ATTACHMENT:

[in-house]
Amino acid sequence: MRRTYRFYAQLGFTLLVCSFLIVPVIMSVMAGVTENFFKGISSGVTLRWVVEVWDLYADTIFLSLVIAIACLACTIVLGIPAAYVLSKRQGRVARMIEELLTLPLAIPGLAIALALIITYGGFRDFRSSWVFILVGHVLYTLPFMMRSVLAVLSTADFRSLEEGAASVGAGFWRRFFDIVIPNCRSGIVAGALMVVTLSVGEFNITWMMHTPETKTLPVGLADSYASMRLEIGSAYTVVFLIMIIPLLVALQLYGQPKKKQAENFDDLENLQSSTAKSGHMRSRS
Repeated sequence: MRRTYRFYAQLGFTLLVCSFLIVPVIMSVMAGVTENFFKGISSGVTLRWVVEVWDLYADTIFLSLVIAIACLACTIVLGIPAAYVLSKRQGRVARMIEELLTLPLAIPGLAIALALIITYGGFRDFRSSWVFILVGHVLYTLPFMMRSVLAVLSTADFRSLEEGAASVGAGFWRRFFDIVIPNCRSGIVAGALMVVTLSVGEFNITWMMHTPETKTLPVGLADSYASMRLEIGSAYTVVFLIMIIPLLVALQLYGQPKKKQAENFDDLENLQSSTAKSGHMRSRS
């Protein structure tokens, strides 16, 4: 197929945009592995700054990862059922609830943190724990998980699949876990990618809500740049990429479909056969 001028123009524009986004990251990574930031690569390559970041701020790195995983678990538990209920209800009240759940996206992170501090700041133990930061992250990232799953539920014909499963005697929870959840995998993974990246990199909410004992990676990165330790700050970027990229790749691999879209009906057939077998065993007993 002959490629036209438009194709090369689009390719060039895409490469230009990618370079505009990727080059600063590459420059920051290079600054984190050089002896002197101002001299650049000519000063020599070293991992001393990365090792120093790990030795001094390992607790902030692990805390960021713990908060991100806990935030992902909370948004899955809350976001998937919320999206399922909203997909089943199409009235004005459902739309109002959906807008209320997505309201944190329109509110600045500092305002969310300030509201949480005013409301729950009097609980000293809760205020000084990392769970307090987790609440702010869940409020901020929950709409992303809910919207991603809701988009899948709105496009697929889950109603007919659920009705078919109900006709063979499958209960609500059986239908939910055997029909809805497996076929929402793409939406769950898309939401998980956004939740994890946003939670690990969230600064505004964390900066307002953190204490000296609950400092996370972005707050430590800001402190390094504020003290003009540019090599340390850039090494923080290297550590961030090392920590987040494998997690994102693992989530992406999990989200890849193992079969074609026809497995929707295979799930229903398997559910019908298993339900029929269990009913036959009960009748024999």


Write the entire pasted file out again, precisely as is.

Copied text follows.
[in-house]
Amino acid sequence: MRRTYRFYAQLGFTLLVCSFLIVPVIMSVMAGVTENFFKGISSGVTLRWVVEVWDLYADTIFLSLVIAIACLACTIVLGIPAAYVLSKRQGRVARMIEELLTLPLAIPGLAIALALIITYGGFRDFRSSWVFILVGHVLYTLPFMMRSVLAVLSTADFRSLEEGAASVGAGFWRRFFDIVIPNCRSGIVAGALMVVTLSVGEFNITWMMHTPETKTLPVGLADSYASMRLEIGSAYTVVFLIMIIPLLVALQLYGQPKKKQAENFDDLENLQSSTAKSGHMRSRS
Repeated sequence: MRRTYRFYAQLGFTLLVCSFLIVPVIMSVMAGVTENFFKGISSGVTLRWVVEVWDLYADTIFLSLVIAIACLACTIVLGIPAAYVLSKRQGRVARMIEELLTLPLAIPGLAIALALIITYGGFRDFRSSWVFILVGHVLYTLPFMMRSVLAVLSTADFRSLEEGAASVGAGFWRRFFDIVIPNCRSGIVAGALMVVTLSVGEFNITWMMHTPETKTLPVGLADSYASMRLEIGSAYTVVFLIMIIPLLVALQLYGQPKKKQAENFDDLENLQSSTAKSGHMRSRS
């Protein structure tokens, strides 16, 4: 197929945009592995700054990862059922609830943190724990998980699949876990990618809500740049990429479909056969 001028123009524009986004990251990574930031690569390559970041701020790195995983678990538990209920209800009240759940996206992170501090700041133990930061992250990232799953539920014909499963005697929870959840995998993974990246990199909410004992990676990165330790700050970027990229790749691999879209009906057939077998065993007993 002959490629036209438009194709090369689009390719060039895409490469230009990618370079505009990727080059600063590459420059920051290079600054984190050089002896002197101002001299650049000519000063020599070293991992001393990365090792120093790990030795001094390992607790902030692990805390960021713990908060991100806990935030992902909370948004899955809350976001998937919320999206399922909203997909089943199409009235004005459902739309109002959906807008209320997505309201944190329109509110600045500092305002969310300030509201949480005013409301729950009097609980000293809760205020000084990392769970307090987790609440702010869940409020901020929950709409992303809910919207991603809701988009899948709105496009697929889950109603007919659920009705078919109900006709063979499958209960609500059986239908939910055997029909809805497996076929929402793409939406769950898309939401998980956004939740994890946003939670690990969230600064505004964390900066307002953190204490000296609950400092996370972005707050430590800001402190390094504020003290003009540019090599340390850039090494923080290297550590961030090392920590987040494998997690994102693992989530992406999990989200890849193992079969074609026809497995929707295979799930229903398997559910019908298993339900029929269990009913036959009960009748024999």